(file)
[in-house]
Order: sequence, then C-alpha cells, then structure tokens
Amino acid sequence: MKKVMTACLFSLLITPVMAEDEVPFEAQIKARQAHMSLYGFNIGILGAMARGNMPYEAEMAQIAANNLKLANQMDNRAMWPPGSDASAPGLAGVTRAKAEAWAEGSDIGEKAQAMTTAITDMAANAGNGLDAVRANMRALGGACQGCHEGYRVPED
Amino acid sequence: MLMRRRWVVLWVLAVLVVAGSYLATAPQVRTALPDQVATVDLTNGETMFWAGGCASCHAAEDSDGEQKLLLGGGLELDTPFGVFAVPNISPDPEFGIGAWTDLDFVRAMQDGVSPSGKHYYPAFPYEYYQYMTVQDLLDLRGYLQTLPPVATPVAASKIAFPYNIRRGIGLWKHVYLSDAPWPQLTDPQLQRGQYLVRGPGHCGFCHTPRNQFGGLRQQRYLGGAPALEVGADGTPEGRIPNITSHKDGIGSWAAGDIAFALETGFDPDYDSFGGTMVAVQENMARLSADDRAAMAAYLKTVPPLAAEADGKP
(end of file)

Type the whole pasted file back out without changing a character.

[in-house]
Order: sequence, then C-alpha cells, then structure tokens
Amino acid sequence: MKKVMTACLFSLLITPVMAEDEVPFEAQIKARQAHMSLYGFNIGILGAMARGNMPYEAEMAQIAANNLKLANQMDNRAMWPPGSDASAPGLAGVTRAKAEAWAEGSDIGEKAQAMTTAITDMAANAGNGLDAVRANMRALGGACQGCHEGYRVPED
Amino acid sequence: MLMRRRWVVLWVLAVLVVAGSYLATAPQVRTALPDQVATVDLTNGETMFWAGGCASCHAAEDSDGEQKLLLGGGLELDTPFGVFAVPNISPDPEFGIGAWTDLDFVRAMQDGVSPSGKHYYPAFPYEYYQYMTVQDLLDLRGYLQTLPPVATPVAASKIAFPYNIRRGIGLWKHVYLSDAPWPQLTDPQLQRGQYLVRGPGHCGFCHTPRNQFGGLRQQRYLGGAPALEVGADGTPEGRIPNITSHKDGIGSWAAGDIAFALETGFDPDYDSFGGTMVAVQENMARLSADDRAAMAAYLKTVPPLAAEADGKP